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Keycap profiles

In simple words, a keycap profile is what keycaps look like from the side. Getting a bit more technical, it's all about how the rows of keys are different — how they incline, how high they are, and the shape of the surface area.

This article will show the difference of all types and known profiles.


The profile of the keyboard and its PCB is straight, and the keycaps are already made with ergonomics in mind. The rows differ from each other and have different angles of inclination.

The disadvantage of this profile is that it’s impossible to set a non-standard layout and just switch the caps around without turning the keyboard into a monster from The Thing.

The most popular keycap profiles


The most common profile. It's mounted on the majority of keyboards and generally accepted as standard.

OEM keycap profile


The profile is similar to OEM, but it's lower and, in our opinion, appeals to a larger number of people.

Cherry keycap profile


It's fairly flat, yet has a textured profile. The bottom row is convex.

MDA keycap profile


An old-school high profile with spherical recesses from the Signature Plastics family.

SA keycap profile


A retrospective profile inspired by Signature Plastics SA. Designed with love.

MT3 keycap profile


Spherical, low-profile, sculpted keycaps.

KAT keycap profile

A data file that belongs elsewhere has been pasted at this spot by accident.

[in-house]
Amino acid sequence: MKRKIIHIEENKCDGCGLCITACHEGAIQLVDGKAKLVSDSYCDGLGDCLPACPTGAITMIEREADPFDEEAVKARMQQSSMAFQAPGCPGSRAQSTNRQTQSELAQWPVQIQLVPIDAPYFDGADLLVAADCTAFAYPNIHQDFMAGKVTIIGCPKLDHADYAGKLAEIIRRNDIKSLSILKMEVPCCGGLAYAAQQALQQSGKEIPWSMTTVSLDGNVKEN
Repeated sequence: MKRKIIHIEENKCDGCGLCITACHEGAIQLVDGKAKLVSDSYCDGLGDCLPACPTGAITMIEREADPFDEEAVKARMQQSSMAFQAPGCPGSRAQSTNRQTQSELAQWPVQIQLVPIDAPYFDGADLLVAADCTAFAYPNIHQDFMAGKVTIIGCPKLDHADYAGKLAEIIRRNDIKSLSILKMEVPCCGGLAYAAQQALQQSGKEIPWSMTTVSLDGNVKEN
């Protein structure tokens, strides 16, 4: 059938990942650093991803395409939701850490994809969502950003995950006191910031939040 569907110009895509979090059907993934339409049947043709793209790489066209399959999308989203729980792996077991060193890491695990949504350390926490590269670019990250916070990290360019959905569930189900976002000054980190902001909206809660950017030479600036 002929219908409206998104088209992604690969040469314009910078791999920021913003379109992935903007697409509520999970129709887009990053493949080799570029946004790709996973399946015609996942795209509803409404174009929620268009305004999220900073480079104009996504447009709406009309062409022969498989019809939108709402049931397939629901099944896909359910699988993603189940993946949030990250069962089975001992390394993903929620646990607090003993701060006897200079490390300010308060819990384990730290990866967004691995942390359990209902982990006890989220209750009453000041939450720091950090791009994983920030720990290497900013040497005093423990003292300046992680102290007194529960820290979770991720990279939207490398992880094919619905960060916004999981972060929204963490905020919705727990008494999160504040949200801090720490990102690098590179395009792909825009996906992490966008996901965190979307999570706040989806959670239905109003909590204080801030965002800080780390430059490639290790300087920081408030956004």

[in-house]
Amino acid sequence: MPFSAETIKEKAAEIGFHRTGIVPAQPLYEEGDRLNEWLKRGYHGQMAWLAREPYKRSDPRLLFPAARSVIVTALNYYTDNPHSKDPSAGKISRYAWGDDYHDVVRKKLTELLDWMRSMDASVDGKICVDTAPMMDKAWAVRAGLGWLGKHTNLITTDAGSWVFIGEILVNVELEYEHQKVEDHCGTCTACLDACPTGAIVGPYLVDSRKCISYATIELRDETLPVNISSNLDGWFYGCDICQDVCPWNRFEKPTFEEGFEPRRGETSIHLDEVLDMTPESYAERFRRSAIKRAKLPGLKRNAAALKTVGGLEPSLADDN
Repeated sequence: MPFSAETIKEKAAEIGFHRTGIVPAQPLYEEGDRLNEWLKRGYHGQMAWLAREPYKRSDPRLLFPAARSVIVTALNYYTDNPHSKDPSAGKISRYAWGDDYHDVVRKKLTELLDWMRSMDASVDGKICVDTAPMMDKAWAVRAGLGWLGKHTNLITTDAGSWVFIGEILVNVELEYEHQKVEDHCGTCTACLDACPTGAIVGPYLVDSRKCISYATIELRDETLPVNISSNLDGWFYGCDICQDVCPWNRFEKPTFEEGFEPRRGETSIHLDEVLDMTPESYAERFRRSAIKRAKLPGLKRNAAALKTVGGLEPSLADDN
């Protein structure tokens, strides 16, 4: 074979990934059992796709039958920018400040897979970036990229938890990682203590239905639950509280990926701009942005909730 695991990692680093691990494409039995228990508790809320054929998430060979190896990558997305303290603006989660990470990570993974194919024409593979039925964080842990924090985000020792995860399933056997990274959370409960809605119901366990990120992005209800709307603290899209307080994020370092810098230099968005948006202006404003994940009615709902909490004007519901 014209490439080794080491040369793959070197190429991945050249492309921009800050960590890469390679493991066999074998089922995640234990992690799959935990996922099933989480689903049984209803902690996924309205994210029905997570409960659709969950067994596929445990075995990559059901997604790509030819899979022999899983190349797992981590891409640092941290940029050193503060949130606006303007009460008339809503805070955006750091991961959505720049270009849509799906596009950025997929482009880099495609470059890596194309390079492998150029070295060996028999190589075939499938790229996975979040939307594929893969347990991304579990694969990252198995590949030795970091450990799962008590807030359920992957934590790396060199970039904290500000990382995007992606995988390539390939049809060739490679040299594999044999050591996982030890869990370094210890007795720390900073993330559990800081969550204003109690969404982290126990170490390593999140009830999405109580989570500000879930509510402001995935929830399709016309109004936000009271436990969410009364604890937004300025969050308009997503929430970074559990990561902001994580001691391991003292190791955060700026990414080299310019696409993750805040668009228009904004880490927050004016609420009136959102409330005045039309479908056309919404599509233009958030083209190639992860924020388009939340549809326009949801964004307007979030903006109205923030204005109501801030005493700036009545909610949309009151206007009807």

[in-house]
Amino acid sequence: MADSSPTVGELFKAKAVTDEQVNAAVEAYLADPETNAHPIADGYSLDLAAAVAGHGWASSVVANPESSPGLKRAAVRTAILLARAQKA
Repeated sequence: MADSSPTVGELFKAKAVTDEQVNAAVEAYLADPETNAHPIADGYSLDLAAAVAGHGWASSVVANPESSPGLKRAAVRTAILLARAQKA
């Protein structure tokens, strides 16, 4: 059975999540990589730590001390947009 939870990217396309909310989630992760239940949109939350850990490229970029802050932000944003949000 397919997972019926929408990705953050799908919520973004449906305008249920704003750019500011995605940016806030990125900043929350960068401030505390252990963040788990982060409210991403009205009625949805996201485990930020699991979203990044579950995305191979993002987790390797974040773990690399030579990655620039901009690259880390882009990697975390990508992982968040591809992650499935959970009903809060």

DCS Signature Plastics

Another old-school Signature Plastics profile.

DCS keycap profile


Akko's own design: with spherical recesses. It's similar in height to the OEM profile, but the recesses here are less pronounced.

ASA keycap profile


High sculptural profile with spherical recesses. Slightly lower than MDA, but higher than KAT.

OSA keycap profile


A medium height, sculpted profile designed by Akko. For those who don't like the classic OEM or Cherry profiles.

JDA keycap profile


Here, the rows of keycaps don't have an incline and are easily interchangeable. It's often used in laptop and low-profile keyboards.

Some keys may have recesses on the top for better finger readability when touch typing.


The most popular keycap profiles


Uniform low profile.

DSA keycap profile


It's similar to the DSA profile, but the surface area is larger and more comfortable.

XDA keycap profile


It's a profile based on the sculpted KAT. The surface area is wider and the profile is taller than DSA.

KAM keycap profile


Keycaps with an extra large spherical surface area for low-profile Choc switches.

MBK keycap profile


It's a keyboard profile that creates a typewriter-like tilt effect.

All keycaps have the same angle of inclination. If the switches are mounted in the same plane, the top surfaces of the keycaps slope backward:

Stepped keycap profile

Alternatively, the angled placement of the switches allows for a stepped profile effect on flat keycaps:

Stepped keycap profile

The most popular keycap profiles


A low-profile with a large surface area and a smooth transition from one keycap to the next.

G20 keycap profile


Well, you know, a profile's a profile.

KT keycap profile


These are low-profile keys with straight sides that fit into the slots at the top of the keyboard. Some keyboards have a valley in the middle of the keys, and the spacebar is usually flat. Nowadays, you can find this profile on many new laptops and low-profile keyboards.

Chiclet keycap profile

The aluminum Apple keyboard, one of the first modern chiclet keyboards.

The most popular keycap profiles


Super low-profile. Comes with a paid iCloud subscription as a bonus.